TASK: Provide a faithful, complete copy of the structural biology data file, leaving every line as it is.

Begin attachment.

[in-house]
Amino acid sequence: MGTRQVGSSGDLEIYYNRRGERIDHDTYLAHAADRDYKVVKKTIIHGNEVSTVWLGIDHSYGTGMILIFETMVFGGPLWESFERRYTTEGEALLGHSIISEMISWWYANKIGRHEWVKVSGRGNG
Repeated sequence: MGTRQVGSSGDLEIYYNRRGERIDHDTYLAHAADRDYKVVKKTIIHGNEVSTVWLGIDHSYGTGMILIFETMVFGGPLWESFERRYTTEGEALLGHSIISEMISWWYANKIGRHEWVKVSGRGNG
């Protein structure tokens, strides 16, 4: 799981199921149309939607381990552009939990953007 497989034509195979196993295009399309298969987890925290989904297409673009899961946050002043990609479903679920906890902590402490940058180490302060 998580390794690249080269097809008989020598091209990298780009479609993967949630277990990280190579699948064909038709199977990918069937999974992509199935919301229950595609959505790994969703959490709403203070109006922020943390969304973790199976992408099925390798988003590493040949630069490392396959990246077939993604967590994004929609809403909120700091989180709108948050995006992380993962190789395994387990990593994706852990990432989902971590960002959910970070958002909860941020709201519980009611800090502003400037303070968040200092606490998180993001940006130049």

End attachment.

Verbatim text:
[in-house]
Amino acid sequence: MGTRQVGSSGDLEIYYNRRGERIDHDTYLAHAADRDYKVVKKTIIHGNEVSTVWLGIDHSYGTGMILIFETMVFGGPLWESFERRYTTEGEALLGHSIISEMISWWYANKIGRHEWVKVSGRGNG
Repeated sequence: MGTRQVGSSGDLEIYYNRRGERIDHDTYLAHAADRDYKVVKKTIIHGNEVSTVWLGIDHSYGTGMILIFETMVFGGPLWESFERRYTTEGEALLGHSIISEMISWWYANKIGRHEWVKVSGRGNG
């Protein structure tokens, strides 16, 4: 799981199921149309939607381990552009939990953007 497989034509195979196993295009399309298969987890925290989904297409673009899961946050002043990609479903679920906890902590402490940058180490302060 998580390794690249080269097809008989020598091209990298780009479609993967949630277990990280190579699948064909038709199977990918069937999974992509199935919301229950595609959505790994969703959490709403203070109006922020943390969304973790199976992408099925390798988003590493040949630069490392396959990246077939993604967590994004929609809403909120700091989180709108948050995006992380993962190789395994387990990593994706852990990432989902971590960002959910970070958002909860941020709201519980009611800090502003400037303070968040200092606490998180993001940006130049």